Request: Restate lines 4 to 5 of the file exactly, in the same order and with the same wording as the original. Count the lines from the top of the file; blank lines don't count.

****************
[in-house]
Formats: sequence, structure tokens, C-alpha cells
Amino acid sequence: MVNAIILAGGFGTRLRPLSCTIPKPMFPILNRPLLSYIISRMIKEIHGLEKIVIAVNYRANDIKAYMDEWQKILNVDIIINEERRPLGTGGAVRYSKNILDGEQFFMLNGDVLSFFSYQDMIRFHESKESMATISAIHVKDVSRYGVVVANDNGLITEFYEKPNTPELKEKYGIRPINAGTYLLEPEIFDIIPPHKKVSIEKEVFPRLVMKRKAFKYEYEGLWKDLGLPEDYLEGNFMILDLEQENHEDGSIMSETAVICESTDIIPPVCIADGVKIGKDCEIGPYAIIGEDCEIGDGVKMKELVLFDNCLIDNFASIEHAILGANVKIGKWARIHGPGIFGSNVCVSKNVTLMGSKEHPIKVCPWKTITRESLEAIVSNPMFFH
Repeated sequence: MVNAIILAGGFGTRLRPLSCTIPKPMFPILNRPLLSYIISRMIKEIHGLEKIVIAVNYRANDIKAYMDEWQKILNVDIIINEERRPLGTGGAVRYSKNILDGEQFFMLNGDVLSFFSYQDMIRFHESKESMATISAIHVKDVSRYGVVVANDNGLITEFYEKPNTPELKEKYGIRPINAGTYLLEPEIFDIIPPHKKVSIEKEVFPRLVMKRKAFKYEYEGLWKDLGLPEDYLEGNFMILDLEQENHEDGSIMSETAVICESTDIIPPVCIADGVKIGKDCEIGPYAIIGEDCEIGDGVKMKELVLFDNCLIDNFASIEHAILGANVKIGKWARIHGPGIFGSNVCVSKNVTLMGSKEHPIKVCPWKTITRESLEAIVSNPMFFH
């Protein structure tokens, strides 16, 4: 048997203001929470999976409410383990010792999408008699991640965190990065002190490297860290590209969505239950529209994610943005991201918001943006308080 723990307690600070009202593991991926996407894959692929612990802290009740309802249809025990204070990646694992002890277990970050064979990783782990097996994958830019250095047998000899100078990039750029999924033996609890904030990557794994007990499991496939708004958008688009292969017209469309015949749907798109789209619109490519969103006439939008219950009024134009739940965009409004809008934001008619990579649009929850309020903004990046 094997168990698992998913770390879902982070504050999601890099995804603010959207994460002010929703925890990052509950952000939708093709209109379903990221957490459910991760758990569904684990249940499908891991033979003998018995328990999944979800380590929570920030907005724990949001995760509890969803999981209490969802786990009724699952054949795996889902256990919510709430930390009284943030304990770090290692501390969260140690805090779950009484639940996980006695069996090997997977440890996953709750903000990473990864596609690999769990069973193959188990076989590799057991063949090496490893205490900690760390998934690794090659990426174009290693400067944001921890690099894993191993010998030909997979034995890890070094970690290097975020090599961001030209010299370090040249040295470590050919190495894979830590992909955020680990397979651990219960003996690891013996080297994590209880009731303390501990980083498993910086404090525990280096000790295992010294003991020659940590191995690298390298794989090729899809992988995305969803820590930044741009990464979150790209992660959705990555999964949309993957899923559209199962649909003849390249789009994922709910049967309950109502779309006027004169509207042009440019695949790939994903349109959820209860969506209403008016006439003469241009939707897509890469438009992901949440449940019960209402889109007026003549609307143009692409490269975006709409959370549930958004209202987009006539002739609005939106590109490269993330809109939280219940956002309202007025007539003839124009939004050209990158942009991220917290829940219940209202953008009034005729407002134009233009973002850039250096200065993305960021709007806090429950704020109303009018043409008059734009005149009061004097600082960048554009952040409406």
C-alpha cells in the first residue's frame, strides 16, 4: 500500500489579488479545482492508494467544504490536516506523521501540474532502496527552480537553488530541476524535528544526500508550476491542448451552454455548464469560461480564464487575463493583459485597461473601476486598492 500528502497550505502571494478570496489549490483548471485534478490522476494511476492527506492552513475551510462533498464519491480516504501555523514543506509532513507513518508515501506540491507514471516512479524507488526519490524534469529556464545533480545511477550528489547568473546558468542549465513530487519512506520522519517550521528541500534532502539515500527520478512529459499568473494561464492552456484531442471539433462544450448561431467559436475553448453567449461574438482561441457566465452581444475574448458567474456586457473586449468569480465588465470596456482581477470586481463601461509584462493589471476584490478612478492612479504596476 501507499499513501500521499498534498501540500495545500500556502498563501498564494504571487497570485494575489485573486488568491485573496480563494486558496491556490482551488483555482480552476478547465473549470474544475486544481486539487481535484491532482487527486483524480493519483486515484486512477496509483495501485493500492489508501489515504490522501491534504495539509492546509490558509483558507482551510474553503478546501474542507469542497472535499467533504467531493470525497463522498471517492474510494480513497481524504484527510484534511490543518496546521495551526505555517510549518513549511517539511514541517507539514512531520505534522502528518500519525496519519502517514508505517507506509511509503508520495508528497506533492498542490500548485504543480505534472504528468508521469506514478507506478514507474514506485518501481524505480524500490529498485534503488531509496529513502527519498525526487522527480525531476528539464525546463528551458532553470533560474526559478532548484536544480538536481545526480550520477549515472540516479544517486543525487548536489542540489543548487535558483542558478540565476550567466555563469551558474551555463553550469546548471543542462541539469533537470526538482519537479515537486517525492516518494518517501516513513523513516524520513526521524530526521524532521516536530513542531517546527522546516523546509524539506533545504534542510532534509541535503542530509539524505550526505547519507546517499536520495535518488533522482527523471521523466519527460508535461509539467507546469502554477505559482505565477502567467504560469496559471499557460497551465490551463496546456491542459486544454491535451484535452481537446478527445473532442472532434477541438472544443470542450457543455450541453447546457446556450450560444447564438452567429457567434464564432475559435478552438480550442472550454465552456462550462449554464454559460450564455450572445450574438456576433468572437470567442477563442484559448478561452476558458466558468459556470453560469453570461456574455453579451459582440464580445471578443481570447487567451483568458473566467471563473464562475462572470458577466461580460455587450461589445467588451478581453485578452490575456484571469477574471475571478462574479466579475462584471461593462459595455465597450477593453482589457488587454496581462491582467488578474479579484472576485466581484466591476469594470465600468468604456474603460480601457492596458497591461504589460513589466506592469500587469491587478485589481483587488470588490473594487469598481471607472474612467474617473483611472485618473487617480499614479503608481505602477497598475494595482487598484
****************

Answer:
Repeated sequence: MVNAIILAGGFGTRLRPLSCTIPKPMFPILNRPLLSYIISRMIKEIHGLEKIVIAVNYRANDIKAYMDEWQKILNVDIIINEERRPLGTGGAVRYSKNILDGEQFFMLNGDVLSFFSYQDMIRFHESKESMATISAIHVKDVSRYGVVVANDNGLITEFYEKPNTPELKEKYGIRPINAGTYLLEPEIFDIIPPHKKVSIEKEVFPRLVMKRKAFKYEYEGLWKDLGLPEDYLEGNFMILDLEQENHEDGSIMSETAVICESTDIIPPVCIADGVKIGKDCEIGPYAIIGEDCEIGDGVKMKELVLFDNCLIDNFASIEHAILGANVKIGKWARIHGPGIFGSNVCVSKNVTLMGSKEHPIKVCPWKTITRESLEAIVSNPMFFH
């Protein structure tokens, strides 16, 4: 048997203001929470999976409410383990010792999408008699991640965190990065002190490297860290590209969505239950529209994610943005991201918001943006308080 723990307690600070009202593991991926996407894959692929612990802290009740309802249809025990204070990646694992002890277990970050064979990783782990097996994958830019250095047998000899100078990039750029999924033996609890904030990557794994007990499991496939708004958008688009292969017209469309015949749907798109789209619109490519969103006439939008219950009024134009739940965009409004809008934001008619990579649009929850309020903004990046 094997168990698992998913770390879902982070504050999601890099995804603010959207994460002010929703925890990052509950952000939708093709209109379903990221957490459910991760758990569904684990249940499908891991033979003998018995328990999944979800380590929570920030907005724990949001995760509890969803999981209490969802786990009724699952054949795996889902256990919510709430930390009284943030304990770090290692501390969260140690805090779950009484639940996980006695069996090997997977440890996953709750903000990473990864596609690999769990069973193959188990076989590799057991063949090496490893205490900690760390998934690794090659990426174009290693400067944001921890690099894993191993010998030909997979034995890890070094970690290097975020090599961001030209010299370090040249040295470590050919190495894979830590992909955020680990397979651990219960003996690891013996080297994590209880009731303390501990980083498993910086404090525990280096000790295992010294003991020659940590191995690298390298794989090729899809992988995305969803820590930044741009990464979150790209992660959705990555999964949309993957899923559209199962649909003849390249789009994922709910049967309950109502779309006027004169509207042009440019695949790939994903349109959820209860969506209403008016006439003469241009939707897509890469438009992901949440449940019960209402889109007026003549609307143009692409490269975006709409959370549930958004209202987009006539002739609005939106590109490269993330809109939280219940956002309202007025007539003839124009939004050209990158942009991220917290829940219940209202953008009034005729407002134009233009973002850039250096200065993305960021709007806090429950704020109303009018043409008059734009005149009061004097600082960048554009952040409406």